When I was 12 or 13, grandma took me to the craft store to buy yarn for my first afghan. I remember the excitement…both in awe that I was actually going to spend hard earned allowance money buying yarn for a for real project and because I was spending time with grandma.
In the yarn store I got an education. I thought we were picking colors, but it turned out there were rules. Rules that should not be broken. And one of those rules was that you always, always buy from the same dye lot.
The second rule is that you always buy an extra skein of that same dye lot yarn because if you underestimate what you need, you might not be able to get the same dye lot and all that hard work could be in vain. A project ruined by a color variance in the final steps. I got the distinct impression grandma had been burned by yarn before. She had that look in her eye of a craft gone bad and I knew this was not a rule to break.
Fast forward in time and these days, there are a lot more yarn choices, including some that say ‘no dye lot’, yet still seem to boast a dye lot on the label anyway. So…DOES dye lot matter?
The short version is YES, yes it does. So you could just stop reading right now and always, ALWAYS buy enough of the yarn dye lot. But maybe you’d like to understand the whole concept better. Or..maybe you want to know what you do IF you run out of yarn in the middle of the project and have no choice but to use a different dye lot yarn.
The gist of the whole dye lot deal is that yarn is dyed in batches and even in very large batches with very exact measuring systems, there is still a chance that each batch of yarn will vary by a slight amount from dye lot to dye lot. Often it is so slight you won’t even notice it. Oh but sometimes..oh yeah..sometimes..the subtle difference is ever so noticeable in the finished project. Trust me. It is a horrible, sad day, when you have 2 inches left to finish in a large afghan, you’ve run out of yarn and the new skein doesn’t match.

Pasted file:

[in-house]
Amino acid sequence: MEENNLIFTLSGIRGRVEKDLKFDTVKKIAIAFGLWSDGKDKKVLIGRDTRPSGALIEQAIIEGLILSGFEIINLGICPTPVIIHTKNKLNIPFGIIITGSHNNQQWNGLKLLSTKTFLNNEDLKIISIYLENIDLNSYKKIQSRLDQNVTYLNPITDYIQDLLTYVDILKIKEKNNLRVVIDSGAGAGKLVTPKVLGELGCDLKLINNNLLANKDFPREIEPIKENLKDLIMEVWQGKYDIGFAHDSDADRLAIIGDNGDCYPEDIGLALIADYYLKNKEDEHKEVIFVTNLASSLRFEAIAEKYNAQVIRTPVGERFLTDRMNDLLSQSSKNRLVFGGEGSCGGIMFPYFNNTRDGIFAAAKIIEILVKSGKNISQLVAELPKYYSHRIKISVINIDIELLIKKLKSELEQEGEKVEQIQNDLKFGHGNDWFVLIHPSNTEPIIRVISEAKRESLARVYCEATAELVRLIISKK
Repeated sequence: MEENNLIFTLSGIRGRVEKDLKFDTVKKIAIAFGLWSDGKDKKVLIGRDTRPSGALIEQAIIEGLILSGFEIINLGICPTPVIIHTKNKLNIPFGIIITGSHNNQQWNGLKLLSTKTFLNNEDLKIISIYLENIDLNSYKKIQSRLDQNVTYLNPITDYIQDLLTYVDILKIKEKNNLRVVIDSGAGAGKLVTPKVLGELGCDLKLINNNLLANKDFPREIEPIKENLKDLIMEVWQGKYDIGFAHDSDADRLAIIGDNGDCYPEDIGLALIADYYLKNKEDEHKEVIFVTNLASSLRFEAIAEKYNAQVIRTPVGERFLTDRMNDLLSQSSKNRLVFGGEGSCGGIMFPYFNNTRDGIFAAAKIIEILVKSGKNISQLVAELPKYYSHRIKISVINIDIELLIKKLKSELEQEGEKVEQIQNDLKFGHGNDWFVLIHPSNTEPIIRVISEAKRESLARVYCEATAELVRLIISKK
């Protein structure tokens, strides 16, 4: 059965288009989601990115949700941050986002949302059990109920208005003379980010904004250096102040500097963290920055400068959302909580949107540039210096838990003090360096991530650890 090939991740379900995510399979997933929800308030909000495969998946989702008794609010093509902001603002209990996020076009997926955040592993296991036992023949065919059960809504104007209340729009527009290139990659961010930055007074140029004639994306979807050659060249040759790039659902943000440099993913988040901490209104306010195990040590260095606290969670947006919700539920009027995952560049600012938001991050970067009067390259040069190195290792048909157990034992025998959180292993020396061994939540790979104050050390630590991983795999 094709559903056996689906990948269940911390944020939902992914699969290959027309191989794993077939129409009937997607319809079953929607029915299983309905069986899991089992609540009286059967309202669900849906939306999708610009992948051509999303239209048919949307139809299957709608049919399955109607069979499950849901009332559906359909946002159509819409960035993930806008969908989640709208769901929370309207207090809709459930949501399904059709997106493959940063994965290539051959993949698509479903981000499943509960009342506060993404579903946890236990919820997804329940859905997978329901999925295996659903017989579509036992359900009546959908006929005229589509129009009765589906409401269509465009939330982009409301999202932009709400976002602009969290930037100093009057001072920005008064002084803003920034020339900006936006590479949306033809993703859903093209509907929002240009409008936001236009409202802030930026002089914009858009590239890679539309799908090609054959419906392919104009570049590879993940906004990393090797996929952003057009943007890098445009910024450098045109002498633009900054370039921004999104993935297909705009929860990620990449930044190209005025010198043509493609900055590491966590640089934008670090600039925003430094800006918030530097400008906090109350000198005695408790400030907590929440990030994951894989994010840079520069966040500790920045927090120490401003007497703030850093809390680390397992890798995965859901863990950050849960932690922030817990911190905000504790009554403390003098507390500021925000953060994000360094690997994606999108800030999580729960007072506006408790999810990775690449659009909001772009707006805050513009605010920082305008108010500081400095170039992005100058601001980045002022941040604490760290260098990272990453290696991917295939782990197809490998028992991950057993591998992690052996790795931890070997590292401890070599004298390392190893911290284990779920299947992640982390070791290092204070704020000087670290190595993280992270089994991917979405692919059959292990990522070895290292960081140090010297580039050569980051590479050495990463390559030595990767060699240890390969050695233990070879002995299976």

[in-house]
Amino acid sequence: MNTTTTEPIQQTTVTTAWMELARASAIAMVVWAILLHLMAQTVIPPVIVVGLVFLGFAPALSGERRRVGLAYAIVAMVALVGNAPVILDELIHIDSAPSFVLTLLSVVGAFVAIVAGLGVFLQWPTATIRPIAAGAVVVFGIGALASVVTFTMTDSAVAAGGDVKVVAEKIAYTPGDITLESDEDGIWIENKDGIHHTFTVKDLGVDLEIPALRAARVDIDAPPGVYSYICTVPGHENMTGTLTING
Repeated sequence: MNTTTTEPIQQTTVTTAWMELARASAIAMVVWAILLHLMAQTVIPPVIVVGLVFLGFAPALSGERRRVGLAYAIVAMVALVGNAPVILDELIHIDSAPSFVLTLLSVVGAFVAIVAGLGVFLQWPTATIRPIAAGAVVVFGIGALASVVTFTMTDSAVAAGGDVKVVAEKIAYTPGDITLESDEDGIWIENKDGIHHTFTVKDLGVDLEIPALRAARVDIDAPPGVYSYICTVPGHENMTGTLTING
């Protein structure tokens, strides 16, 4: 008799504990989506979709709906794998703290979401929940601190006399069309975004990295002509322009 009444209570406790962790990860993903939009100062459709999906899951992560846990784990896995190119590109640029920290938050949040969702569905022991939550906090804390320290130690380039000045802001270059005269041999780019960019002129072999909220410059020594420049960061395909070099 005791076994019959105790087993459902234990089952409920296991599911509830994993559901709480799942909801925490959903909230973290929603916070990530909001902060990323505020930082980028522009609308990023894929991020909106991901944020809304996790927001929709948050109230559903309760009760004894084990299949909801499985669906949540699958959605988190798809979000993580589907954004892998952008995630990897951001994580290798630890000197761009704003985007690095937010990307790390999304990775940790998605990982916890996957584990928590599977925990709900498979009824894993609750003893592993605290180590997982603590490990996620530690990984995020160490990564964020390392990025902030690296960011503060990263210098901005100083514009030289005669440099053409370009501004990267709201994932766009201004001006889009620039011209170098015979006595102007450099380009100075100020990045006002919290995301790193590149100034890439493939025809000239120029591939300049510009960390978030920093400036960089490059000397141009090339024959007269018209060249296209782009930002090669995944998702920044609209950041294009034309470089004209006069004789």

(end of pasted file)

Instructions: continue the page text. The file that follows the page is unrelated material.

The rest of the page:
The dye lot is a 4-8 digit number on the ball band. Skeins with the same dye lot will all come from the same batch and should be identical in color.
What to Do…
…if you must buy more yarn and none of your original dye lot is available.
- Take a piece your yarn along with the ball band to the store where you bought the yarn. If you very recently bought the yarn, you might get lucky at a nearby branch of the same store. For instance, I’ve purchased the same dye lot yarn in 2 Joann stores on opposite sides of town. Remember, the dye lot matching is worth a trip across town.
- Place your scrap yarn piece amongst the strands of the different dye lot yarn and look at it under good light. If it disappears and blends in, this would be a good skein to buy.
- When you crochet, any time you can create a break between the 2 skeins, any color variation will be less noticeable. For instance, if you are working a stripe pattern, change to a different color in between the old and the new skein. If you are doing a same-color embellishment, make the embellishment in one skein and the background in the other. Remember..natural breaks are a good point to change your skeins.
- If you’re making something with different segments (like a sweater), use one dye lot for one part (like the front/back) and another for the sleeves, for instance.
- If neither of these are possibilities, work the old and new yarn in alternating rows for at least 6 stripes. This tricks the eyes into seeing the two shades as one color, thus making a smooth transition.
The Truth Is
Sometimes you just can’t help it. You miscalculate. You decide to go in a different direction. You try to use up some scraps. But you have to buy different dye lots and it can work out just fine.
So does dye lot matter? Yes, but it doesn’t have to ruin your project!
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